Understand what you need and when you need it – this will allow you to plan effectively with the supply chain. Do you have any pinch-points where supply shortages could impact the programme? Consider whether or not local and regional supply chains will have the capacity to meet demand.
  • Engage the supply chain to drive efficiency through collaborative procurement.
    Set up collaborative procurement supply chains by encouraging the members to work together across programmes to drive efficiencies. Encourage contractors to share resources, jointly develop maintenance and delivery programmes and develop joint manufacturing facilities.
  • Keep your baseline programmes and data relevant to avoid surprises.
    Consistently update your baselines and ensure that programming requirements are clearly understood by the supply chain. Don’t be afraid of conversations about time. Problem solve and innovate together – joint solutions will make a positive change faster, reducing cost and delays.

Some suppliers may not be able to meet your resource demands where others can – active supply chain engagement will allow you to truly understand this. Roads programme clients must make sure that programmes are providing the most up to date and accurate information consistently to give confidence in decision making.

3. Future proof design and delivery for long term value

Demographic changes, reliance on different modes of transport, and unpredictable natural events can all impact transport programmes. Combined with the adoption of new technologies in transport programmes, projects and designs must also be future-proofed to embrace or incorporate planned or live changes in delivery schemes. We have outlined two examples:

Scenario 1: A once in a lifetime major storm event causes severe flooding and surface water drainage systems cannot take the water away as they are not designed for that level of damage. The impact this has on design changes resulting from the need to upgrade an existing underground system will disrupt routes and create much greater expense at a later date.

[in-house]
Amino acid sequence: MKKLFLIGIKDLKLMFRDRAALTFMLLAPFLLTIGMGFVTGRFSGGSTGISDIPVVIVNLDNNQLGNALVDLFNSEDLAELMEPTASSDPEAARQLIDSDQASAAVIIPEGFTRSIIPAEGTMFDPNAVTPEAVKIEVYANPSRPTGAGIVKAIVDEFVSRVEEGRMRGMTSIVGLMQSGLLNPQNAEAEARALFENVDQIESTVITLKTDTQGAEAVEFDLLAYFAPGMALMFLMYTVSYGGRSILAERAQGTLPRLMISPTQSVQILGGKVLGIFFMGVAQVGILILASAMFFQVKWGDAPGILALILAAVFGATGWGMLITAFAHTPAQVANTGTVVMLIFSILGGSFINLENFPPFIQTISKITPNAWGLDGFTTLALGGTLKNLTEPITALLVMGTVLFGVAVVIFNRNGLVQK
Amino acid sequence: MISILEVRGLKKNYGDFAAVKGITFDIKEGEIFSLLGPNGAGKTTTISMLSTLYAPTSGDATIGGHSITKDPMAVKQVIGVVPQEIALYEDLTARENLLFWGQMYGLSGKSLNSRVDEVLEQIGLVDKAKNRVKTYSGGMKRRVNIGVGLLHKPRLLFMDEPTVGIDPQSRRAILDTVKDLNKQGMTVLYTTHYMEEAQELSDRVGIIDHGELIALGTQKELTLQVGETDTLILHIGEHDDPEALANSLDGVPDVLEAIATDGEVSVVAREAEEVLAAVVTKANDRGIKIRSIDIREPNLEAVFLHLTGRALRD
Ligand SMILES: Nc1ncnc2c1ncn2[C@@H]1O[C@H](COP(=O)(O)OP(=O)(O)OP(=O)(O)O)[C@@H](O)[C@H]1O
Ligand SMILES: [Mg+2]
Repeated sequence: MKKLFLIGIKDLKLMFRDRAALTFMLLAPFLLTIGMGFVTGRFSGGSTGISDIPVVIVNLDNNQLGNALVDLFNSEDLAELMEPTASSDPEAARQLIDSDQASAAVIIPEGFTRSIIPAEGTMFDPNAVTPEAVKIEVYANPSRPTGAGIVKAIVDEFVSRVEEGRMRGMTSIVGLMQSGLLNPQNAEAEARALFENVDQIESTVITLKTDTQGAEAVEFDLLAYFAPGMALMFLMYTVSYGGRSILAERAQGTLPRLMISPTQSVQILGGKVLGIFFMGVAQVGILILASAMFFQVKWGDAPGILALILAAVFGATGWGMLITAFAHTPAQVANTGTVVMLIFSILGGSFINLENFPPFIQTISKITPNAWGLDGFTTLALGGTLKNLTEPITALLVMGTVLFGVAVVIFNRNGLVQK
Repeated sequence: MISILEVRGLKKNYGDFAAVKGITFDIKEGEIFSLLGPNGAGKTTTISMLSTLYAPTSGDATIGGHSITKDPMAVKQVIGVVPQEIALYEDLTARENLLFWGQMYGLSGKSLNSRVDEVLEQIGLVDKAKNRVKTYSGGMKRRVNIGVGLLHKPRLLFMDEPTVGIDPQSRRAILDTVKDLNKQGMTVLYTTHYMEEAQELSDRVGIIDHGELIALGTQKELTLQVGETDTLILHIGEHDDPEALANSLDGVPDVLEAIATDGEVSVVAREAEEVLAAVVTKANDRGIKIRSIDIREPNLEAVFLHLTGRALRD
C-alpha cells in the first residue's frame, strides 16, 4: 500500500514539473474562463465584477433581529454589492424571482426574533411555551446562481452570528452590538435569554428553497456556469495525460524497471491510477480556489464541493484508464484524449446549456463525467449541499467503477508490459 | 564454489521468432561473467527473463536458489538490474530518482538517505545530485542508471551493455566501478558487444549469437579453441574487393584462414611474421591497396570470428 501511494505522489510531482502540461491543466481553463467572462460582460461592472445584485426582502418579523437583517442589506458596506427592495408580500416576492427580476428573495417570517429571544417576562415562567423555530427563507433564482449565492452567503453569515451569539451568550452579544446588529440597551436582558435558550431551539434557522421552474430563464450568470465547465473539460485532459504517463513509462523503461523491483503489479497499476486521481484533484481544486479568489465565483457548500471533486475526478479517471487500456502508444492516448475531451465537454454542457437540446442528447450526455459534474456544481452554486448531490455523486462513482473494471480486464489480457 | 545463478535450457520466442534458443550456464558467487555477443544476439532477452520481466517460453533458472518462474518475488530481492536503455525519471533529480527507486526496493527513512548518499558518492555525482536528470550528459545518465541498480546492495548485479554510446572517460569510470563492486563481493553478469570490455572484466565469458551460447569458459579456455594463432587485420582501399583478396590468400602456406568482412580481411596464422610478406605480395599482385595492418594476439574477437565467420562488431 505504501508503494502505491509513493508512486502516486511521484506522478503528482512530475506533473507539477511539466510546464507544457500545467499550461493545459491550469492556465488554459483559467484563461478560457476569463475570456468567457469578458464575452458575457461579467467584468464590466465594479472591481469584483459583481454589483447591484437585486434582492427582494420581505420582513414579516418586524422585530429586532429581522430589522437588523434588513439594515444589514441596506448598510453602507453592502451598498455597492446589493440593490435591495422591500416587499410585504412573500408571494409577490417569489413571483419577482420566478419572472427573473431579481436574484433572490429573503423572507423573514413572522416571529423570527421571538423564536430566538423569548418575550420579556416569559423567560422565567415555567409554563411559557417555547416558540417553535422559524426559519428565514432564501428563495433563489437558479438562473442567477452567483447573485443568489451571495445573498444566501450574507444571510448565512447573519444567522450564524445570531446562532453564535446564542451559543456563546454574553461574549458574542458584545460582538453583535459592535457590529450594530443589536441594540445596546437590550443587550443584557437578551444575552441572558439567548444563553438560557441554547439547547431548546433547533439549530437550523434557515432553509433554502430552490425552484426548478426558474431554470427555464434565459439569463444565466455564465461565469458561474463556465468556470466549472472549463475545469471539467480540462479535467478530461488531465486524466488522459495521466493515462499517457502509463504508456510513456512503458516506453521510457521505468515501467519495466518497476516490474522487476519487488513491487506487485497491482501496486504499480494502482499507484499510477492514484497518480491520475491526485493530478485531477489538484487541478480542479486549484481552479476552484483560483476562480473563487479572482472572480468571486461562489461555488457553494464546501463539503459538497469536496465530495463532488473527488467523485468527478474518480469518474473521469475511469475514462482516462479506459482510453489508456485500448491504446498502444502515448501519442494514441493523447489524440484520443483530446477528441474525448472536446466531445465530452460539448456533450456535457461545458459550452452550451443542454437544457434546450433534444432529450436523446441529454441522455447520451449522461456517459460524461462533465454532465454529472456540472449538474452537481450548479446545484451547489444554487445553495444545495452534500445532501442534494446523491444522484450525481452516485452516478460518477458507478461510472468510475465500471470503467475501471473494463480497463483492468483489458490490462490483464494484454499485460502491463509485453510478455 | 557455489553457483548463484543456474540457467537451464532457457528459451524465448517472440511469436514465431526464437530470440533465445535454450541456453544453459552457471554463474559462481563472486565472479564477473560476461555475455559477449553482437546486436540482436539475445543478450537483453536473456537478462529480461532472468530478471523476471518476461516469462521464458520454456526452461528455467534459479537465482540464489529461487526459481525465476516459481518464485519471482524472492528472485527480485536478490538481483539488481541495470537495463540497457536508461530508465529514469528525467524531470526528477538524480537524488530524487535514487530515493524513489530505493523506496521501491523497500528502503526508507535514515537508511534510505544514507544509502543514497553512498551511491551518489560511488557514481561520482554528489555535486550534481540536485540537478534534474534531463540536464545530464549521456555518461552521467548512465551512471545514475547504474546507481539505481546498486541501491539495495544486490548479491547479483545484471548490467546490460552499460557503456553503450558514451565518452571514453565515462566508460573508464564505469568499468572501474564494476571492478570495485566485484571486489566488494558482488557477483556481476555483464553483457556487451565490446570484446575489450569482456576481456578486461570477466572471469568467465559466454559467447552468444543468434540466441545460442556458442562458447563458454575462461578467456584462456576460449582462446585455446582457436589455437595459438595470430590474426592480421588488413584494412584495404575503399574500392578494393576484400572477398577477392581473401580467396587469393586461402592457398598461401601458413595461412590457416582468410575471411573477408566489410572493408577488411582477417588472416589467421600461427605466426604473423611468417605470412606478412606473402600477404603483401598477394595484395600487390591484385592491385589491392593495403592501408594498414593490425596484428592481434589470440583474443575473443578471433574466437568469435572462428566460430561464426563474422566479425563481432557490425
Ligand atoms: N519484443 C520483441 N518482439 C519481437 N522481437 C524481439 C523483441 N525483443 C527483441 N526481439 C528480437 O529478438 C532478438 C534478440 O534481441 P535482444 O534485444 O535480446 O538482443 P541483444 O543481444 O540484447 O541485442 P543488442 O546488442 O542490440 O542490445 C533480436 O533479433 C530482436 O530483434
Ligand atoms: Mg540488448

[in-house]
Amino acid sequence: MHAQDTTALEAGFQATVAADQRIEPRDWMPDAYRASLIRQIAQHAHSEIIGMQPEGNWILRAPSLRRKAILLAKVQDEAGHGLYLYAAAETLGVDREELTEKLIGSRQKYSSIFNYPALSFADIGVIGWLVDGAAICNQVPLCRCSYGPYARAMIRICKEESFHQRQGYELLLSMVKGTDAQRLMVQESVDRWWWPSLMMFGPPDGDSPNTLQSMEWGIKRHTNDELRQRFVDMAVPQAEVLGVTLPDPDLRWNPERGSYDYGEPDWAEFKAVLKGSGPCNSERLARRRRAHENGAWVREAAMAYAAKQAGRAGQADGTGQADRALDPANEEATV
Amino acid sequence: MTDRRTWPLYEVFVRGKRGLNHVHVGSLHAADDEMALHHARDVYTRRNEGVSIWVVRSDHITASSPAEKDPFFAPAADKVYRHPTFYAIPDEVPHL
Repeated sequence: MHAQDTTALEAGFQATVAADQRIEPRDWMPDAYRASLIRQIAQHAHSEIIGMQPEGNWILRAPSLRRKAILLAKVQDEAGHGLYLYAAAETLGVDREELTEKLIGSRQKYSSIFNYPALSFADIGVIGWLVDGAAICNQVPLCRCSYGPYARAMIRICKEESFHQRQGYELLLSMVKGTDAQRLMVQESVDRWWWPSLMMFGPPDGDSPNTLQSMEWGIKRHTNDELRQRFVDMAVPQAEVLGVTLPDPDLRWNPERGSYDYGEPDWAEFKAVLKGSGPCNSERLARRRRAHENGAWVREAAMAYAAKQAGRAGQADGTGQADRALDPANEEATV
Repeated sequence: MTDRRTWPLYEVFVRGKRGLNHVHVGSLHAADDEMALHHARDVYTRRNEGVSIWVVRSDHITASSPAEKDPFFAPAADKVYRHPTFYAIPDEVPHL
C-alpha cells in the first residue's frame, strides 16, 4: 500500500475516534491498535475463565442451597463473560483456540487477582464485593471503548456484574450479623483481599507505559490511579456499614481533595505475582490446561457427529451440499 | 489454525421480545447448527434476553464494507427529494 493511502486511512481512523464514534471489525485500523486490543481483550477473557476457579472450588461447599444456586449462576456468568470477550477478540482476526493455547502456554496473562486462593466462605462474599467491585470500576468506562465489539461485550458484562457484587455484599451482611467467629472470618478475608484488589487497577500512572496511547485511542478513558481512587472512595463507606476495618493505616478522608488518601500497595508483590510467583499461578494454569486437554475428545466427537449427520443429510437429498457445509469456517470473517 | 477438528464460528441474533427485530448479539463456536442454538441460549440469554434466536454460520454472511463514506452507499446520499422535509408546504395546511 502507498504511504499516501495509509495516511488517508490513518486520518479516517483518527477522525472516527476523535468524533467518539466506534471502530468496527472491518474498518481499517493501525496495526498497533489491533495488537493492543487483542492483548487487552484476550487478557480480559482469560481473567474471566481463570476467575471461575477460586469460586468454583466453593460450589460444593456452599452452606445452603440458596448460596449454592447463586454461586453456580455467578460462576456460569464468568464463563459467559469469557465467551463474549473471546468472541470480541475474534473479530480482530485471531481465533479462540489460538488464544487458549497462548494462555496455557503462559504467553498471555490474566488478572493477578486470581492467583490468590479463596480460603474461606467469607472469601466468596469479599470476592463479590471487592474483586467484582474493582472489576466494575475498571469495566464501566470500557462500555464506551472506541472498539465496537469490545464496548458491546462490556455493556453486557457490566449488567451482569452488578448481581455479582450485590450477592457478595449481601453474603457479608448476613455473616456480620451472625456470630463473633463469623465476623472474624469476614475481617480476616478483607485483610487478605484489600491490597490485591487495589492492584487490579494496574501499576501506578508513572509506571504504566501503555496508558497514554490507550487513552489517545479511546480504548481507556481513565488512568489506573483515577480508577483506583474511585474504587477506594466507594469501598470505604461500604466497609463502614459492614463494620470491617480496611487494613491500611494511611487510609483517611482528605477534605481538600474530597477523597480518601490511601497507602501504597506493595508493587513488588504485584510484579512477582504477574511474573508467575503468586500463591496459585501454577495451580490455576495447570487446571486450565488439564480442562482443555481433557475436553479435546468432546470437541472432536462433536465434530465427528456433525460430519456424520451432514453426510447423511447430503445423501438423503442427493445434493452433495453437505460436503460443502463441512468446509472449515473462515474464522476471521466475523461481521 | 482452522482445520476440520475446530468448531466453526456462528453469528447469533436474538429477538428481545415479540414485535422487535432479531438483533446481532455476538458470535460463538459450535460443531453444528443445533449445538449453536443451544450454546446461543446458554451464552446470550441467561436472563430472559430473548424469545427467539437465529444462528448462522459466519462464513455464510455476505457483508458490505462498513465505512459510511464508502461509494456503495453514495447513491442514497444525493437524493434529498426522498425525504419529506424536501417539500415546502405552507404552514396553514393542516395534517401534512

Scenario 2: Movement towards more smart motorways to reduce congestion and enable more consistent passenger journey times. This will require dedicated teams in roads organisations to manage pavement technologies, build using smart materials and technologies and procure specialist providers for maintenance works at additional cost.

Key actions for future-proofing assets:

  • Engage independent design reviewers to ensure that delivery agents are not conflicted between the need to deliver a programme quickly and if there are increases in the cost
  • Focus on designs that deliver long term value and embrace new technologies that enable you to do that
  • Think about the long term environmental impact and robustness of your asset. Future regulatory changes could render some assets unusable soon.

Mitigating risk on road programmes

The logistical challenges faced during COVID-19 related lockdowns have put pressure on major programmes everywhere. Restrictions on the movement of people, materials, plant and equipment have lead programmes to be short of resources, resulting in serious risk of time and cost increases.

Keeping programmes relevant and understanding outcomes, priorities and supply chain capacity will help roads programmes to mitigate and manage risk and make agile decisions for the benefit of the programme.

For further information contact:

Mark Dyson
Director

t: 00974 5590 7238
e: